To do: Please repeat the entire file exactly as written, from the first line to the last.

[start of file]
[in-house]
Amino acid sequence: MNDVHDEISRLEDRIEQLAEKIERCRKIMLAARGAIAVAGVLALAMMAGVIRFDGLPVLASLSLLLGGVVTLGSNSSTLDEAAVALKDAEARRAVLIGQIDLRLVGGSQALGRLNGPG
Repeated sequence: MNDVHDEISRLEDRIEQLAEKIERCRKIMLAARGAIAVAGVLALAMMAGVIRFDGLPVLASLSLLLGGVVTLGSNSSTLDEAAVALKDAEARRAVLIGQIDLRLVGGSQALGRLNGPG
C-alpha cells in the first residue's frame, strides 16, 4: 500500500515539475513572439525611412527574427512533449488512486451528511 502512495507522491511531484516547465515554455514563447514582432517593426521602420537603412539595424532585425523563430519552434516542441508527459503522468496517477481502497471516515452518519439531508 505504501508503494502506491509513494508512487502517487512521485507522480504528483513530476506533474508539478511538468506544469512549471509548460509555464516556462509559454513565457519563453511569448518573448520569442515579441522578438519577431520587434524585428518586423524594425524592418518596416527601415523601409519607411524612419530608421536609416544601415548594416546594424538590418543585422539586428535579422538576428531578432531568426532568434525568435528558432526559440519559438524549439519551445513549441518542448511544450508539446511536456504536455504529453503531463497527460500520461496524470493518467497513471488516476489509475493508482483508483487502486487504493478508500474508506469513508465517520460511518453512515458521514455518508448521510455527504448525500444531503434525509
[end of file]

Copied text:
[in-house]
Amino acid sequence: MNDVHDEISRLEDRIEQLAEKIERCRKIMLAARGAIAVAGVLALAMMAGVIRFDGLPVLASLSLLLGGVVTLGSNSSTLDEAAVALKDAEARRAVLIGQIDLRLVGGSQALGRLNGPG
Repeated sequence: MNDVHDEISRLEDRIEQLAEKIERCRKIMLAARGAIAVAGVLALAMMAGVIRFDGLPVLASLSLLLGGVVTLGSNSSTLDEAAVALKDAEARRAVLIGQIDLRLVGGSQALGRLNGPG
C-alpha cells in the first residue's frame, strides 16, 4: 500500500515539475513572439525611412527574427512533449488512486451528511 502512495507522491511531484516547465515554455514563447514582432517593426521602420537603412539595424532585425523563430519552434516542441508527459503522468496517477481502497471516515452518519439531508 505504501508503494502506491509513494508512487502517487512521485507522480504528483513530476506533474508539478511538468506544469512549471509548460509555464516556462509559454513565457519563453511569448518573448520569442515579441522578438519577431520587434524585428518586423524594425524592418518596416527601415523601409519607411524612419530608421536609416544601415548594416546594424538590418543585422539586428535579422538576428531578432531568426532568434525568435528558432526559440519559438524549439519551445513549441518542448511544450508539446511536456504536455504529453503531463497527460500520461496524470493518467497513471488516476489509475493508482483508483487502486487504493478508500474508506469513508465517520460511518453512515458521514455518508448521510455527504448525500444531503434525509